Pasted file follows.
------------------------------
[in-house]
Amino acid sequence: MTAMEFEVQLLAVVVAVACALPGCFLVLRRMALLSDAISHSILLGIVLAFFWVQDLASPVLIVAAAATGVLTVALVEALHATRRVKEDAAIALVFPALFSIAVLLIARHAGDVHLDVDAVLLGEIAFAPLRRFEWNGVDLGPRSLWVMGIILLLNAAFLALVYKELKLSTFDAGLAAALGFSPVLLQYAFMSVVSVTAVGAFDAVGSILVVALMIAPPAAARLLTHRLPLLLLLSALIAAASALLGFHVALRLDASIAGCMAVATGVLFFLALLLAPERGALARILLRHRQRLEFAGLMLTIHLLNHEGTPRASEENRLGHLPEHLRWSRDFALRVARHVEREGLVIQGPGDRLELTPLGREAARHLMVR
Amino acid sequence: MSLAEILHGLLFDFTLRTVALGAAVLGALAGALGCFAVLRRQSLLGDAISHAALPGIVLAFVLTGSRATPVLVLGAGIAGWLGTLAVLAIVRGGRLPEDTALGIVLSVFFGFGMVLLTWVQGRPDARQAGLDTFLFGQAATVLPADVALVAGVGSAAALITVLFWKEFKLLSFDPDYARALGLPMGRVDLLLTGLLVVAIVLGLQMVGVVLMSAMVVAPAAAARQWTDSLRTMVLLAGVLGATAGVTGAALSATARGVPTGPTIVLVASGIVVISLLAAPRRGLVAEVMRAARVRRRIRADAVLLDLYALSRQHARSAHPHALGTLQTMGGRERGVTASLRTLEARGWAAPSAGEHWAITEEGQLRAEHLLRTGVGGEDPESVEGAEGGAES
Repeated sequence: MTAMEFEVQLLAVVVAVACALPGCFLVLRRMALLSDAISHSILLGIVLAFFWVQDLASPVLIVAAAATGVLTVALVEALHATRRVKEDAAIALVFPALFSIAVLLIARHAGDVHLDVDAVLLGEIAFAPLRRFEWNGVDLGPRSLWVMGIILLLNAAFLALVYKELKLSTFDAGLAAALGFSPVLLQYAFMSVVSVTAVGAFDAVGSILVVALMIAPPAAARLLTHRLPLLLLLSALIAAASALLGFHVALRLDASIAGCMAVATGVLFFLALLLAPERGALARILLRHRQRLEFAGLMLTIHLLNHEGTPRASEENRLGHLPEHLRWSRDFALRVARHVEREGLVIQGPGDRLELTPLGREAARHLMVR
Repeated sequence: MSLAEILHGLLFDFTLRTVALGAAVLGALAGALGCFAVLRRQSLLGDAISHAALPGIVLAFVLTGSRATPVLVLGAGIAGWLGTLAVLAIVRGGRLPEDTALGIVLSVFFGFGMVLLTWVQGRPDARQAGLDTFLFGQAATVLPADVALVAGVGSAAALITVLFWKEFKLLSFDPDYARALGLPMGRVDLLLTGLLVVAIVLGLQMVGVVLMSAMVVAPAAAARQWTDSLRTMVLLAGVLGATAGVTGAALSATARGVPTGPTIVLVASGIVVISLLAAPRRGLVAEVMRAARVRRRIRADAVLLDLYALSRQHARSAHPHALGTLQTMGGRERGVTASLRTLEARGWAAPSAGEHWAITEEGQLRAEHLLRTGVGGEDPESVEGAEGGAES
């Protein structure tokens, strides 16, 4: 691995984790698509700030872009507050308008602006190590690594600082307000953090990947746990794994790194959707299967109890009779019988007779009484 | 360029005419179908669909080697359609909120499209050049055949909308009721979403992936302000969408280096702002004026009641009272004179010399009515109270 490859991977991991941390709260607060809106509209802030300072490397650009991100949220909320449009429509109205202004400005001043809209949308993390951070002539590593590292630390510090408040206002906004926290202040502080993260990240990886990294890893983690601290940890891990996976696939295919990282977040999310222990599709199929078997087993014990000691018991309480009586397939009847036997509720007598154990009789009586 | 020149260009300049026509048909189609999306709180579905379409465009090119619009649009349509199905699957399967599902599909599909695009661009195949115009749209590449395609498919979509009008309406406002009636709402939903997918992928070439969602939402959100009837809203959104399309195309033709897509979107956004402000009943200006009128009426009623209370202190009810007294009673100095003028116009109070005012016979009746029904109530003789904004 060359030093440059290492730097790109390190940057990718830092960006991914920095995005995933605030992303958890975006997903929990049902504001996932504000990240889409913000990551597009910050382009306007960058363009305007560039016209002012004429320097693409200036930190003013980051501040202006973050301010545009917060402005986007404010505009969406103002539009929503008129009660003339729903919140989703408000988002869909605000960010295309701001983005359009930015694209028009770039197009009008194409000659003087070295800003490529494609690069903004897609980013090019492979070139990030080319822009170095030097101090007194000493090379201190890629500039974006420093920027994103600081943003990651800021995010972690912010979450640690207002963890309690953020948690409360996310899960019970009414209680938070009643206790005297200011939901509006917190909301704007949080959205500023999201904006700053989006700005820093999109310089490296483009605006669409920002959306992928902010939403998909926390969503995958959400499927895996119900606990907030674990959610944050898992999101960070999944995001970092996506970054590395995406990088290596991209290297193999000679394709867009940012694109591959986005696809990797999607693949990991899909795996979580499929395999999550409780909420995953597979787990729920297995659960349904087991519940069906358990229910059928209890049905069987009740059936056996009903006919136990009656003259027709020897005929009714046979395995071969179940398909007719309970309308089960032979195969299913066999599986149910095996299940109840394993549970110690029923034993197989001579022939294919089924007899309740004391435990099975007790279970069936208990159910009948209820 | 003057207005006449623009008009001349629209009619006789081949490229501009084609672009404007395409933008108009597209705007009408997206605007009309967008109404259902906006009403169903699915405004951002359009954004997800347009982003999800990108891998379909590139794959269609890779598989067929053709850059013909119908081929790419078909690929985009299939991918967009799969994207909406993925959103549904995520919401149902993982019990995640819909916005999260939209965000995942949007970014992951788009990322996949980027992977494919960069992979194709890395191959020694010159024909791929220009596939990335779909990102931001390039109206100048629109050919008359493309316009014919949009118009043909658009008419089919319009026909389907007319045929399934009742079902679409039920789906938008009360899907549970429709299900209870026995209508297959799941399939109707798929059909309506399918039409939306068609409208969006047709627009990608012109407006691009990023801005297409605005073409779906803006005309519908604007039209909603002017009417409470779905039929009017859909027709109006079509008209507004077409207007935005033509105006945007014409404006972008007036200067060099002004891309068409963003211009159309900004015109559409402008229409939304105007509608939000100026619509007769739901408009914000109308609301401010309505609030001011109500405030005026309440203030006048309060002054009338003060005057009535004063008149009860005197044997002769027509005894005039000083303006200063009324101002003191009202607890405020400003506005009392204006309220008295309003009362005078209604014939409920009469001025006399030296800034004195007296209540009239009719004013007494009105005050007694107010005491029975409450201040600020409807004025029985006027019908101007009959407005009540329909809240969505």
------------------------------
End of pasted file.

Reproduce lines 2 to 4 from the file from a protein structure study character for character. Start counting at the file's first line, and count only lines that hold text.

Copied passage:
Amino acid sequence: MTAMEFEVQLLAVVVAVACALPGCFLVLRRMALLSDAISHSILLGIVLAFFWVQDLASPVLIVAAAATGVLTVALVEALHATRRVKEDAAIALVFPALFSIAVLLIARHAGDVHLDVDAVLLGEIAFAPLRRFEWNGVDLGPRSLWVMGIILLLNAAFLALVYKELKLSTFDAGLAAALGFSPVLLQYAFMSVVSVTAVGAFDAVGSILVVALMIAPPAAARLLTHRLPLLLLLSALIAAASALLGFHVALRLDASIAGCMAVATGVLFFLALLLAPERGALARILLRHRQRLEFAGLMLTIHLLNHEGTPRASEENRLGHLPEHLRWSRDFALRVARHVEREGLVIQGPGDRLELTPLGREAARHLMVR
Amino acid sequence: MSLAEILHGLLFDFTLRTVALGAAVLGALAGALGCFAVLRRQSLLGDAISHAALPGIVLAFVLTGSRATPVLVLGAGIAGWLGTLAVLAIVRGGRLPEDTALGIVLSVFFGFGMVLLTWVQGRPDARQAGLDTFLFGQAATVLPADVALVAGVGSAAALITVLFWKEFKLLSFDPDYARALGLPMGRVDLLLTGLLVVAIVLGLQMVGVVLMSAMVVAPAAAARQWTDSLRTMVLLAGVLGATAGVTGAALSATARGVPTGPTIVLVASGIVVISLLAAPRRGLVAEVMRAARVRRRIRADAVLLDLYALSRQHARSAHPHALGTLQTMGGRERGVTASLRTLEARGWAAPSAGEHWAITEEGQLRAEHLLRTGVGGEDPESVEGAEGGAES
Repeated sequence: MTAMEFEVQLLAVVVAVACALPGCFLVLRRMALLSDAISHSILLGIVLAFFWVQDLASPVLIVAAAATGVLTVALVEALHATRRVKEDAAIALVFPALFSIAVLLIARHAGDVHLDVDAVLLGEIAFAPLRRFEWNGVDLGPRSLWVMGIILLLNAAFLALVYKELKLSTFDAGLAAALGFSPVLLQYAFMSVVSVTAVGAFDAVGSILVVALMIAPPAAARLLTHRLPLLLLLSALIAAASALLGFHVALRLDASIAGCMAVATGVLFFLALLLAPERGALARILLRHRQRLEFAGLMLTIHLLNHEGTPRASEENRLGHLPEHLRWSRDFALRVARHVEREGLVIQGPGDRLELTPLGREAARHLMVR